As winter finally ended, photographer Ross Taylor and surfer pal Andrew Douglas sought out a new adventure — a tour around the tundras of Iceland. Here’s what they found.
Words and photos by Ross Taylor.
Iceland is known as the land of fire and ice, due to its mix of volcanic and glacial terrains. The island sits on the hem of the North Atlantic and Arctic oceans, meaning it'll pick up swells from multiple angles. For many, it's a bucket-list destination. For me and surfer Andrew 'Dougy' Douglas, it was there as our next cold-water fix.
This wasn't Dougy's first time out there. Over the past decade, he's made many trips and convinced me it's worth the mission. With only a few weeks left of the Northern Hemisphere winter, and both us needing to use up our annual leave days from work, we booked the flights from the UK airport of Bristol into Keflavik, which is about a 45 minute drive outside of the capital city of Rejkavik.
Spot Guide: Iceland
We hatched a loose plan which would involve hitting the road in a trusty Dacia Logan we hired from the airport and follow our noses around Iceland's famous ring road, chasing whatever swell came our way. At the time, it felt as good a plan as any.
Luckily, most days we found waves that were worth getting changed for, however cold it was. It almost comes down to; how far are you willing to travel in pursuit of a wave in a foreign country? Over the course of the week, our metal-studded tyres covered more than 1,700 miles.
That much time on the road comes with its own set of rules, in a way. For instance, when you think of dining in Iceland, what do you imagine? Did you think we'd ever be talking about living off service station hot dogs? Iceland is notorious for being expensive, so with us trying to stick to a budget, we even found ourselves using the humble dawg to bulk up our evening pasta dishes.
Our trip coincided with a particularly cold snap hitting most of the island. Day time temps rarely peaked above -10℃. Add into the mix scattered wind and water temps so cold that many parts of the coast were frozen, you can start to see why people pop it on their 'nice-to-do' list and not their 'this-is-an-annual-trip' itenary.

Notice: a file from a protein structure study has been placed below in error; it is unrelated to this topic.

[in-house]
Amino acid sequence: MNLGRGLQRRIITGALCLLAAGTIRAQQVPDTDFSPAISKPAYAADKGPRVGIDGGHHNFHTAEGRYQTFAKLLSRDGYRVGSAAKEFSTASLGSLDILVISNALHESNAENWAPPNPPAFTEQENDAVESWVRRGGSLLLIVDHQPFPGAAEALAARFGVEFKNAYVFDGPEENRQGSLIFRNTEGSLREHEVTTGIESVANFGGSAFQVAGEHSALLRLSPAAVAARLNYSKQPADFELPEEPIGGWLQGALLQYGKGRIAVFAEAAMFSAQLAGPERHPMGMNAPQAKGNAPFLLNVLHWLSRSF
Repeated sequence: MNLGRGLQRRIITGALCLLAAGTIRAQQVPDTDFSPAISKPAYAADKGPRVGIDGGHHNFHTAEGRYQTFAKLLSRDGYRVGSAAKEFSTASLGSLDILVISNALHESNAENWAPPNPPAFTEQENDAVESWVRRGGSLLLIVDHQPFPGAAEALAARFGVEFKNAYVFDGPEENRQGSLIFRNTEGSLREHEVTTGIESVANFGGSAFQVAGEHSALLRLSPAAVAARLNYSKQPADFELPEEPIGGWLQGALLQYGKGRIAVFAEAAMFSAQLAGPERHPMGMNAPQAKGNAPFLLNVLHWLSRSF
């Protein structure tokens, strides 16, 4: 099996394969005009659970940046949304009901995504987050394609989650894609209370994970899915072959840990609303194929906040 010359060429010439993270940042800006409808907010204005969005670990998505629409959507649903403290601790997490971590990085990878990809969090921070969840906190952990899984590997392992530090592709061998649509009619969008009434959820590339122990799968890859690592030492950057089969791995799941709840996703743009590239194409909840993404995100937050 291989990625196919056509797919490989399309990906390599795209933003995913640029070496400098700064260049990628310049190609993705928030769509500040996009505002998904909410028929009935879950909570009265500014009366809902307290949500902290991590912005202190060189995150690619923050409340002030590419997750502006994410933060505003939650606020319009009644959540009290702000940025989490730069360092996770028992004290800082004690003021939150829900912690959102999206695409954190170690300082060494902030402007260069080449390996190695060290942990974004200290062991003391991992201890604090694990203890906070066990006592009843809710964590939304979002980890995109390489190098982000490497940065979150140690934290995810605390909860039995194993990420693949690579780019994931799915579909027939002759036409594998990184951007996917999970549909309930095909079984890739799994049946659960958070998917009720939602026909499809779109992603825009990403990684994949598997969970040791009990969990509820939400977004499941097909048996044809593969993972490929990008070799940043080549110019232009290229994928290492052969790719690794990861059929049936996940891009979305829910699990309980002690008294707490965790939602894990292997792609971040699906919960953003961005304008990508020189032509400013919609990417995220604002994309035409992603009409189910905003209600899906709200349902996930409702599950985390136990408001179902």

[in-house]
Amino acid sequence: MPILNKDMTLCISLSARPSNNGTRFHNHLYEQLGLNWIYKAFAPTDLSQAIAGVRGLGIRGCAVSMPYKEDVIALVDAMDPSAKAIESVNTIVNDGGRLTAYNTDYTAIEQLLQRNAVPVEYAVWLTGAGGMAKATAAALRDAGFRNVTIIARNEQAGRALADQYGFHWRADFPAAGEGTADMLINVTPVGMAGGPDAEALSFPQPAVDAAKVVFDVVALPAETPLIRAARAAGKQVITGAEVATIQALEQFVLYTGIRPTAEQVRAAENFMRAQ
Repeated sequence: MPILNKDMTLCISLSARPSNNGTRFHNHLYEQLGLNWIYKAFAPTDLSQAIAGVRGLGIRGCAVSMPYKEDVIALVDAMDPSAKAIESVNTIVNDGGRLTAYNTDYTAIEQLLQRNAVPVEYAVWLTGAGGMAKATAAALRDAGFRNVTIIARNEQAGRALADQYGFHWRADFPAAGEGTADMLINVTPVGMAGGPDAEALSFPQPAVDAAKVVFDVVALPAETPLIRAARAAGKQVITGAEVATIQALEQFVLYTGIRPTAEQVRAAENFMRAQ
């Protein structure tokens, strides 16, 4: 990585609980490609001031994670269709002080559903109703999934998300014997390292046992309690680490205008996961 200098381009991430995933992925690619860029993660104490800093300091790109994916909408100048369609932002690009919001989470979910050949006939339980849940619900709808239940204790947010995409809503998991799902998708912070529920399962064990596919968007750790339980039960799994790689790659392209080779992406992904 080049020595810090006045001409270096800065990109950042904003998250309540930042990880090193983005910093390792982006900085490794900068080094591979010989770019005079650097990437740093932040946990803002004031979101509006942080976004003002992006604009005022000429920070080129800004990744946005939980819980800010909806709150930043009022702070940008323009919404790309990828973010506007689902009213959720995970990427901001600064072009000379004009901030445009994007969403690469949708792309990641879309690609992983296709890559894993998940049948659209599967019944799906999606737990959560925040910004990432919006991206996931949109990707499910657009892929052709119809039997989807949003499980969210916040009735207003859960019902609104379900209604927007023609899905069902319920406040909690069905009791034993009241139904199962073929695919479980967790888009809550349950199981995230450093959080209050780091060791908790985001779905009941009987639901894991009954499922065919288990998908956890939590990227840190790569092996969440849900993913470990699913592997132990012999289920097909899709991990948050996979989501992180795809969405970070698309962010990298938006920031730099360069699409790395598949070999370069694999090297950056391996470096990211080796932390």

Dougy was smart. He has a custom suit made for these kind of challenging environments, along with thick boots and gloves. If you’re going, maybe think about bringing another suit as well -- there's a real chance one will end up frozen, at some point on your trip.
The big morale booster was geothermal pools around Iceland. They come in all shapes and sizes, from basic offerings at the local leisure centre right through to high-end luxury set ups aimed at the tourist crowd. The Icelandic culture has this hot/cold ritual dialled in. Hot pooling became a daily fixture of life on the road, which went a little bit like: drive, surf, hot dog, hot pool, drive some more, sleep and repeat.
That's a really simplistic way of thinking about the trip though. The scenery is like nothing else across Europe. One minute, you feel as if you're walking on the moon, across stunning black sand beaches, the next you're driving through the Alps. The variety is staggering and Dougy summed it up: “It’s like the craziest place you’ve ever seen but on steroids.”
Towards the tail end of the week all of our exploring and Dougy’s previous knowledge really started to pay off. We gambled on the hint of a potential swell and after 12 hours of driving, it all paid off. What followed was two days of perfect waves enjoyed in all kinds of conditions, from snow blizzards to cloudless sunny skies.
Mostly we had the wave to ourselves, however it was a real pleasure to bump into Icelandic surf legend Steinarr Lár who greeted us warmly and shared some tales of his years pioneering surfing around this coast. Sharing waves with Dougy and Steinarr surrounded by towering mountains covered in a thick winter's blanket was definitely a highlight of the trip for me.
We'd be the first to admit it, but surfing up here is definitely not for everyone, in fact it would be most people’s idea of a nightmare. However, when I ask Dougy what the beauty of Iceland is, and why he keeps getting drawn back he says: “Surfing in Iceland involves lots of time on the road, exposure to the cold and sometimes you can drive for hours and find nothing but it’s something special when it all comes together. Surfing perfect waves in front of mountains and glaciers. It’s a magical moment and it’s just for you.”
And that's the spirit of adventure. You take the good, the bad, realise it's not all about scoring perfect waves. The skunks are part of it. We got caught speeding while panicking to find accommodation for the night, or sleep in the car. Dougy destroyed both his lips and nose from cold exposure. Even with all that, they're part of our story. Iceland is magic.
Related Content: A History of Surfing in Iceland